Climate Change Is Nothing New
Global climate change isn't just a problem of the industrial age. Dinosaurs had to cope with it, too, geologists have found.
The carbon and nitrogen content of ancient rocks retrieved from the bottom of the Pacific Ocean 1,000 miles east of Japan indicate that ocean surface temperatures fluctuated by as much as 11 degrees Fahrenheit during the Cretaceous period 120 million years ago.
Scientists from Indiana University at Bloomington and the Royal Netherlands Institute for Sea Research detailed their findings in this month's issue of Geology.
Previous research had found evidence of a changeable climate in the Atlantic Ocean around the same period, but not much was known about what was going on in the Pacific, said Indiana geologist Simon Brassell, who led the new study.
Brassell said the evidence of climate change so long ago during a period without humans could influence the modern-day understanding of global warming.
"If there are big, inherent fluctuations in the system, as paleoclimate studies are showing, it could make determining the Earth's climatic future even harder than it is," he said. "We're learning our climate, throughout time, has been a wild beast."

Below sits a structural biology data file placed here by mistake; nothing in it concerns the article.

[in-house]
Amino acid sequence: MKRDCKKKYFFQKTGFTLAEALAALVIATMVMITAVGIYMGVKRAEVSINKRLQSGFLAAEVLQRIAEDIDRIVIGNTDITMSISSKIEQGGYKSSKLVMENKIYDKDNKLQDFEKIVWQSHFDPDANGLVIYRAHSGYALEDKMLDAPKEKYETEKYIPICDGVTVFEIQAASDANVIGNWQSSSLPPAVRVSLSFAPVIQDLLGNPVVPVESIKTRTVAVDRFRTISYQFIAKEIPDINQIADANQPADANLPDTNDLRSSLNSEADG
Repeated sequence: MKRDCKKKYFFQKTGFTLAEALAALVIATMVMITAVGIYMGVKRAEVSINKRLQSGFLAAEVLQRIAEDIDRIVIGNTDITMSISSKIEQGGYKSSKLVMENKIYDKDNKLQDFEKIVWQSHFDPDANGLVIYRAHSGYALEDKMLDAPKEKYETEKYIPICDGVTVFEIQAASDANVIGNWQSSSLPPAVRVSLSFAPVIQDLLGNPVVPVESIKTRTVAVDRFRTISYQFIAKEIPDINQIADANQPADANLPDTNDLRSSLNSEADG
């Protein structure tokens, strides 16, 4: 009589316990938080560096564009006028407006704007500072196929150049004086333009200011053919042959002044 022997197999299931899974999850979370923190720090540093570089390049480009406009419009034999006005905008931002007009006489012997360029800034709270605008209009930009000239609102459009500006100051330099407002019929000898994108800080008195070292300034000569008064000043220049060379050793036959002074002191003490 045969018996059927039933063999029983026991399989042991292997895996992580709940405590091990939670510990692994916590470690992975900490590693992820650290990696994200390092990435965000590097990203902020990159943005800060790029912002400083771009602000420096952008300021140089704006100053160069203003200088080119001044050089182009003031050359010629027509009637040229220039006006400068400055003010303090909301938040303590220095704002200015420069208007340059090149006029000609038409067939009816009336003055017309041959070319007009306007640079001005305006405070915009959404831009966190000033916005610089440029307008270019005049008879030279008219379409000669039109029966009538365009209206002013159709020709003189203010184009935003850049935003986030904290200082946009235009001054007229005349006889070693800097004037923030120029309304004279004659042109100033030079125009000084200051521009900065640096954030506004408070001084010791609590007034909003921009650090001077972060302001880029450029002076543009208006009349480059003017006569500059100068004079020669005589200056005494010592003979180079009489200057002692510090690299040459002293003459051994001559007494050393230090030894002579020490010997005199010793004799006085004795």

-- Christopher Lee
Sartorial Benefits Found in Fertility
Women dress better when they are most fertile, according to a study published online last week in the journal Hormones and Behavior.
Using 30 college-age women as subjects, five researchers had a panel of 42 men and women compare photos of the women taken both when they were ovulating and when they were not, asking in which photo each woman looked more attractive. Sixty percent of the time, the panel chose the photos of the women taken when they were most fertile.
In an interview, the study's lead author, Martie G. Haselton, called the findings "highly statistically significant" and said, "We know the effects have something to do with ovulation." She added that the judges thought the women dressed increasingly attractively the closer they were to their most fertile day.